“Honoring Those Who Donate Life” by Michelle Donovan, BSN, RN

“Honoring Those Who Donate Life” by Michelle Donovan, BSN, RN

AAMC Leadership

(left to right) Chip Doordan, Sherry Perkins, Michelle Donovan, Rodney Gettman, Ieesha Johnson, Rande Dent, Karen Asplund, Wendy Easterling, Vivian Craft, and Clint Welch gather to raise the Donate for Life flag.

Today, AAMC raised the Donate Life flag, now flying just below the American and State of Maryland flags. In tribute to organ and tissue donors, we celebrated with the Living Legacy Foundation, our organ procurement organization, through the Flags Across Maryland campaign.

This month is National Donate Life Month. Throughout April, AAMC will fly the Donate Life flag in honor of the profound generosity of individuals and families who have offered the gift of life to others, even as they experienced personal loss.

We acknowledge and remember four AAMC patients who donated organs in 2009, as well as their families and support systems. These donors, with the assistance and caring of our staff, the determination of their families, and the collaboration of the Living Legacy Foundation, gave the gift of life to 13 donor recipients. Thirteen lives were saved.

In addition to these organ donors, there were 30 tissue and eye donors who helped save and enhance the lives of thousands of individuals.

We are honored to fly the Donate Life flag in recognition of these donors and will continue to work with our staff, the Living Legacy Foundation, and Donate Life Maryland to bring an awareness of this special gift to our Medical Center and community.

As the flag flies during the month of April, will you consider and reflect on your choices regarding organ donation? Are you an organ donor? If so, please let your family know.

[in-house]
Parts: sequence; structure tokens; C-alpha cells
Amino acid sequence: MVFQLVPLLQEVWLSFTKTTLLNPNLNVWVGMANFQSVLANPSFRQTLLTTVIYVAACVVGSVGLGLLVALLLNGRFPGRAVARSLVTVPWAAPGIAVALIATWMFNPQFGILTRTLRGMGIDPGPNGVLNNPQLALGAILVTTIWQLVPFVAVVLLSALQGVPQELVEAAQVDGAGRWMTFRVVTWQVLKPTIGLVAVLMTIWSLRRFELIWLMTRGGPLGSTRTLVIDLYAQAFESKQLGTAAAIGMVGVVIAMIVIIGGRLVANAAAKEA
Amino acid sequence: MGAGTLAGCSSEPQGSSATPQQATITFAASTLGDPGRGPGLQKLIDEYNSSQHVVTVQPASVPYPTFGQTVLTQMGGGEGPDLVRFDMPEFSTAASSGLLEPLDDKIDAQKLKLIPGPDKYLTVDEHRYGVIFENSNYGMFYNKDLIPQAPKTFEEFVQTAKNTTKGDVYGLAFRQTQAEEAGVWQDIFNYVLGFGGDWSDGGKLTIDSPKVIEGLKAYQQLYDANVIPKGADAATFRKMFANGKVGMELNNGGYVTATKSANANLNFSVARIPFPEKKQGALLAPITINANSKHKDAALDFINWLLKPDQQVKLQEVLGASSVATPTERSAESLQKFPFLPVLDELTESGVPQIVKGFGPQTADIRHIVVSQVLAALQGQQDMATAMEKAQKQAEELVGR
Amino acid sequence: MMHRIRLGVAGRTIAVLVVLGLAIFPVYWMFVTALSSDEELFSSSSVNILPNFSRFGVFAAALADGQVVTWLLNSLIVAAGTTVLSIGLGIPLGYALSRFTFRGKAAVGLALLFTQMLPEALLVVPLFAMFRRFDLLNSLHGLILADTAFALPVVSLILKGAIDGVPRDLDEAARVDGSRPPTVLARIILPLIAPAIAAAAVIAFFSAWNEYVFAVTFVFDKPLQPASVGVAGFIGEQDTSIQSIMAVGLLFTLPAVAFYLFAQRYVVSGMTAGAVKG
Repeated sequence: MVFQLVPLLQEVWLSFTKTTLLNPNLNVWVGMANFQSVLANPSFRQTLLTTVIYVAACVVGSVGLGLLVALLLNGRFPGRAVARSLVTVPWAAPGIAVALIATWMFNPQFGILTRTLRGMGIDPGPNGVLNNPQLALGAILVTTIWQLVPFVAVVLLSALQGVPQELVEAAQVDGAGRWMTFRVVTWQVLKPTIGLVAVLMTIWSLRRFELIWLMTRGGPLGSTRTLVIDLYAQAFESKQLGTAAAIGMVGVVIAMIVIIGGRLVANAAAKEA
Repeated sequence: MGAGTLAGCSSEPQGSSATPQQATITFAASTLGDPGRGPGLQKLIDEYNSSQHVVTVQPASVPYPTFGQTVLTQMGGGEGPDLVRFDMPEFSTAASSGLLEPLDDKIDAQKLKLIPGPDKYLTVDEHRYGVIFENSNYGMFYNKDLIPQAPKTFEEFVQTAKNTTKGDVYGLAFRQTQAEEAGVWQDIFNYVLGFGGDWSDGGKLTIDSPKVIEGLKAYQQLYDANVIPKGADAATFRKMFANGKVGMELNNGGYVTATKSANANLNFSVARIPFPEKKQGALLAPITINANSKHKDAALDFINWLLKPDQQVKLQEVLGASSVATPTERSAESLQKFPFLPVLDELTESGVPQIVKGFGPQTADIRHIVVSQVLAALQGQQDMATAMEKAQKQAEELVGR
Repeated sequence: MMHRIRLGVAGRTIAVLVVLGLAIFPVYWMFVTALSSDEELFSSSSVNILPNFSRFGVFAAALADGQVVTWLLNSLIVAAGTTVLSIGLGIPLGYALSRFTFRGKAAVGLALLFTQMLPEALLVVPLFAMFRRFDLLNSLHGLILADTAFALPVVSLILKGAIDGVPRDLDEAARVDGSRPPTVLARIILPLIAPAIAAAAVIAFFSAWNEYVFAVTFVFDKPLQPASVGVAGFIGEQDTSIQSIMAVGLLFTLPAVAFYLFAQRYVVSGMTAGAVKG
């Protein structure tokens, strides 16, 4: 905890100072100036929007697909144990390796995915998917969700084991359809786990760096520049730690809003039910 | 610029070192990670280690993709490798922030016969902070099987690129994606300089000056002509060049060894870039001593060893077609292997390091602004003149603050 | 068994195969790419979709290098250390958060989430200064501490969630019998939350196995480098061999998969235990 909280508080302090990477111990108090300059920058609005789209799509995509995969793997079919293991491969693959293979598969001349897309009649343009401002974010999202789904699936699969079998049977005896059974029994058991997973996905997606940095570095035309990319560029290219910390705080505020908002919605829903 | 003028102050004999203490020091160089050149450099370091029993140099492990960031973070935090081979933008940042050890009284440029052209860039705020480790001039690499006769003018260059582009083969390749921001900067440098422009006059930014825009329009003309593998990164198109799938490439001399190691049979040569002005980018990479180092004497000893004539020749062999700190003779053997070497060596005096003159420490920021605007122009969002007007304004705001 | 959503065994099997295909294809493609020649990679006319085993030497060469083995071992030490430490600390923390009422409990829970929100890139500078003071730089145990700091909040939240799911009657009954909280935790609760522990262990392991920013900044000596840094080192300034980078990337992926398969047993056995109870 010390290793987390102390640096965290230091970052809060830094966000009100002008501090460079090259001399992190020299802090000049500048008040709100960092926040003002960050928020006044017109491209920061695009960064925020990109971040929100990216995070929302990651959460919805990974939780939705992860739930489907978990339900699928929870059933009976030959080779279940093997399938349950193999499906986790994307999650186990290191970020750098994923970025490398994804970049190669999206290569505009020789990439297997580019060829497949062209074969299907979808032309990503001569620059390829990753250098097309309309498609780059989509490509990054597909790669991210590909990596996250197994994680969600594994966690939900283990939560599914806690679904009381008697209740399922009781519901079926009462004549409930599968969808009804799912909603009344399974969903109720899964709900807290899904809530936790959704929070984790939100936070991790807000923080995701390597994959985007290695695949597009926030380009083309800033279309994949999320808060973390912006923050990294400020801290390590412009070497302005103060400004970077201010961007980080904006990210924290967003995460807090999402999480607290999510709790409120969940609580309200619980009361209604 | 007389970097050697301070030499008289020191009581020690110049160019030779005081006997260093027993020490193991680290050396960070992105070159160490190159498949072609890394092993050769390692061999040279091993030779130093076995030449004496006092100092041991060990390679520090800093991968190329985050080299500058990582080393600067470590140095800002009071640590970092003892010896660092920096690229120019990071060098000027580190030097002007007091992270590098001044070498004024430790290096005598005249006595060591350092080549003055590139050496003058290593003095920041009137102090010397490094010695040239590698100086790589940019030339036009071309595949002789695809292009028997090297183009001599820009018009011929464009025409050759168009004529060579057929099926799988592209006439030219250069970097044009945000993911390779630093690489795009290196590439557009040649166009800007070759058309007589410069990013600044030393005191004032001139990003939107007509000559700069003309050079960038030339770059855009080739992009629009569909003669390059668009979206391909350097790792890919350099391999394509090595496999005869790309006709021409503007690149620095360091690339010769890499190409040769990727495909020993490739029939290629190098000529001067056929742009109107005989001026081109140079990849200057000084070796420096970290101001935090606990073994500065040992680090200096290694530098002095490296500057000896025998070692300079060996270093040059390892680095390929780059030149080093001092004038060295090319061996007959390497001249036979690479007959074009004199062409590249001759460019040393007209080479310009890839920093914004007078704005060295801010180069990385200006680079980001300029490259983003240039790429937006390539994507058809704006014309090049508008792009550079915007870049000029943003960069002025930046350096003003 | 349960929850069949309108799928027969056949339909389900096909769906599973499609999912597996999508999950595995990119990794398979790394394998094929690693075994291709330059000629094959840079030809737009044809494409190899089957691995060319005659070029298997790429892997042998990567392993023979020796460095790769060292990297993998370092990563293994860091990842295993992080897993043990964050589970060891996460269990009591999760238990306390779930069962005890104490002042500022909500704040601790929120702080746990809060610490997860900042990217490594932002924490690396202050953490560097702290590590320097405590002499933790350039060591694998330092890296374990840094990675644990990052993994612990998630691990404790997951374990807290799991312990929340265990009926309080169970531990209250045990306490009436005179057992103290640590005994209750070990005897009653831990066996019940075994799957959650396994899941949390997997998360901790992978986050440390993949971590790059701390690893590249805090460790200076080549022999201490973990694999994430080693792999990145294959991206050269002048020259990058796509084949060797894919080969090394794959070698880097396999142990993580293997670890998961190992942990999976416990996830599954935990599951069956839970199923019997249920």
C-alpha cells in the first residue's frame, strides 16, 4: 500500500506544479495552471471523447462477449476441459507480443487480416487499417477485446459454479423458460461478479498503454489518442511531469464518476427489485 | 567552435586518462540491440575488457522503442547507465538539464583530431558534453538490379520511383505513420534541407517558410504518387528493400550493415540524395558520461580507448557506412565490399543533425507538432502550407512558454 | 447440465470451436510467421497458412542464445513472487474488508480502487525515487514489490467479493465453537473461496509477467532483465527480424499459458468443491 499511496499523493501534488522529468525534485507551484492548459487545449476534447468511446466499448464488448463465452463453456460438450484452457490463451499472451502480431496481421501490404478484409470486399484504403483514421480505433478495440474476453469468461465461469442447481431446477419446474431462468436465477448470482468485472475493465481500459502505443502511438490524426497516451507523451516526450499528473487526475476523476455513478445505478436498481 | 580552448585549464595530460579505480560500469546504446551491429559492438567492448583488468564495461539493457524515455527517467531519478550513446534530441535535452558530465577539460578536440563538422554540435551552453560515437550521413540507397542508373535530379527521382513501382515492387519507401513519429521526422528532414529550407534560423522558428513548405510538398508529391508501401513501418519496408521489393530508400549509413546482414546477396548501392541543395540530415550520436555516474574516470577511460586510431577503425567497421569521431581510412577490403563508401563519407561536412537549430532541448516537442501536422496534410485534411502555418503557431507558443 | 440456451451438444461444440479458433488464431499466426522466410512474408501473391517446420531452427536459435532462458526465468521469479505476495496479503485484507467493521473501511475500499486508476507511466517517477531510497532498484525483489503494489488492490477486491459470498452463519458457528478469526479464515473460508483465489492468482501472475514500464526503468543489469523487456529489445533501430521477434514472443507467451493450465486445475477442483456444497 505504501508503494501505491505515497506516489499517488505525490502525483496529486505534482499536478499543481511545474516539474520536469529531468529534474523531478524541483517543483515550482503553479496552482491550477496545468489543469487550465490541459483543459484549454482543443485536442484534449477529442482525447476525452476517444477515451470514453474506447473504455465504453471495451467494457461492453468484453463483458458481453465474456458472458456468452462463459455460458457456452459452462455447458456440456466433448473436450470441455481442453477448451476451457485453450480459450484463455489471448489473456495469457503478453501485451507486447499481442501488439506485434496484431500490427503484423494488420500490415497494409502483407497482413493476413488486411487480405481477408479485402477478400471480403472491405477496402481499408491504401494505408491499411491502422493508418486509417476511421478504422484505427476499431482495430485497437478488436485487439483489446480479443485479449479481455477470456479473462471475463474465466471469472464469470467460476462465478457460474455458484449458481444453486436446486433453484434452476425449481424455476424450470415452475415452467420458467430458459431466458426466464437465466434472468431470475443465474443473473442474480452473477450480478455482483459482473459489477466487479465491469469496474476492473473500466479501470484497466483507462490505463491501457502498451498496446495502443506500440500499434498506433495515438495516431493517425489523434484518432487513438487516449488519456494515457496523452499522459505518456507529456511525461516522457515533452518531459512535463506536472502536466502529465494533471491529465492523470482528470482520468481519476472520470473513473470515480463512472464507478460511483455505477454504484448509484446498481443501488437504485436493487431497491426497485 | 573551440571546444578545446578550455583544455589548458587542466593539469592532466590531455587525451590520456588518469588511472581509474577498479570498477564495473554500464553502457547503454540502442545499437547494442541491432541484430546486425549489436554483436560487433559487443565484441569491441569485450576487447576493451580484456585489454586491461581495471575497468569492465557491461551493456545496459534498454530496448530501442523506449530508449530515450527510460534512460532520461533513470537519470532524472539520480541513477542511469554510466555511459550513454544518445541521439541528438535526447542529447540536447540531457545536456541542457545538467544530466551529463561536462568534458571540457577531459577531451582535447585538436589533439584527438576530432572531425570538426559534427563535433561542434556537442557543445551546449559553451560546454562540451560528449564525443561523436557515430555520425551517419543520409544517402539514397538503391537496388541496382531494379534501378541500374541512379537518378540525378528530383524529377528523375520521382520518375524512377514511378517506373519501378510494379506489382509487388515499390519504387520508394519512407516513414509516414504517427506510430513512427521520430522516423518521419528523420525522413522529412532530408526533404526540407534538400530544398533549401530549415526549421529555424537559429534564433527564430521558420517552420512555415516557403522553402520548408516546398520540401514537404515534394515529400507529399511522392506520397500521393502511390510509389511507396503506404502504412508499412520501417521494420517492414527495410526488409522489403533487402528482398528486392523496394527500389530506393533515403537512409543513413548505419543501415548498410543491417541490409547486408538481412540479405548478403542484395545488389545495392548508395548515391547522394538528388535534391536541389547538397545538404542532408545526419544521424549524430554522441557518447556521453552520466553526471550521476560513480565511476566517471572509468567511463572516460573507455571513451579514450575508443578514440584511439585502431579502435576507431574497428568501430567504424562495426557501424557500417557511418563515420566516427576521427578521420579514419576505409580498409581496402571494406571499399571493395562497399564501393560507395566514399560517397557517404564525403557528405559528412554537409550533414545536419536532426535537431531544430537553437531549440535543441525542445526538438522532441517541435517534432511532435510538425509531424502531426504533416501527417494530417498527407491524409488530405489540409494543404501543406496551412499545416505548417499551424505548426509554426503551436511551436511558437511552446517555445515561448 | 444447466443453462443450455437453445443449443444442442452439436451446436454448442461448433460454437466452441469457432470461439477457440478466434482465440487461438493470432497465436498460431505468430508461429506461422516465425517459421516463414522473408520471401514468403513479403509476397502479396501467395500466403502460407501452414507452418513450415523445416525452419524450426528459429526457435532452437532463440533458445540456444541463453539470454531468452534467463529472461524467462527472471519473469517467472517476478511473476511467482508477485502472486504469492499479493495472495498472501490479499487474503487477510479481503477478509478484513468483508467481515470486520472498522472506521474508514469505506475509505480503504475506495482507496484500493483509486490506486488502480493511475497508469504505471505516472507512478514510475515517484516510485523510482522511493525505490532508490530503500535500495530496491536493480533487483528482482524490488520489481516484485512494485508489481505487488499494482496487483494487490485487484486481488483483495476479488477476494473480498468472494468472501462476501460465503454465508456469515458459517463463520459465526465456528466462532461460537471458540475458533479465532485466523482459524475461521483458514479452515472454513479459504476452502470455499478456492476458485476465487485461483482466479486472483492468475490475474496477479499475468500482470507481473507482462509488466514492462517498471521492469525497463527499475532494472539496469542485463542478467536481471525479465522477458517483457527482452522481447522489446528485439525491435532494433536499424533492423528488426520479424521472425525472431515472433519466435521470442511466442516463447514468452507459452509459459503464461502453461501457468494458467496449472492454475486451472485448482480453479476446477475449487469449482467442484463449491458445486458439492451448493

Do you have questions about organ donation? Click here

Have you experienced caring for a patient and family who made the decision to donate an organ? What about someone on the recieving end of donation? Please share your story here.

3 comments

  1. Posted by Kathleen Kelm, at Reply

    I donated the kidneys of my long missed new born daughter, Lilith Sappho Kelm, now these 37 years ago, when her heart stopped in Minneapolis. I still hope that somewhere, a beautiful woman or two is living and thriving with that piece of me that was my poor baby. Please, Nurses, give the gift of comfort to the families of the dead and dying. Tell them that they will find ease in knowing that they perhaps saved another mother my tears. And they still flow this day. In memory of Lily, born April 3, 1973, died April 5, 1973, a small life that may still have meaning.

  2. Posted by Ruby Vlcej, BSN, RN, at Reply

    I would like to say that donating organs is not an easy decision to make for any family, but is a wonderful gift that helps sustain life in others. In 1992, an unfortunate accident left my 19 year old brother brain dead. My family’s decision to take my brother off life support was a challenging and hard decision to make. None the less, a decision was made and my brother’s organs were harvested. Tissue donation was either never truly explained to my family or the grieving was just too overwhelming to remember. The thought of having pieces of my brother living in others was an overwhelming feeling of joy and sadness. We understand that donors and recipients remain anonymous, but we were blessed with the oportunity to meet the recipients of my brother’s heart and one of his kidneys. It was a joyous day knowing that we made a decision that truly impacted our lives forever and the lives of others.

  3. Posted by Krista Graham RN, at Reply

    Does AAMC only promote organ donation or do they promote and conduct any bone marrow drives to bring awareness about bone marrow donation to the hospital employees as this can be just as important as organ donation

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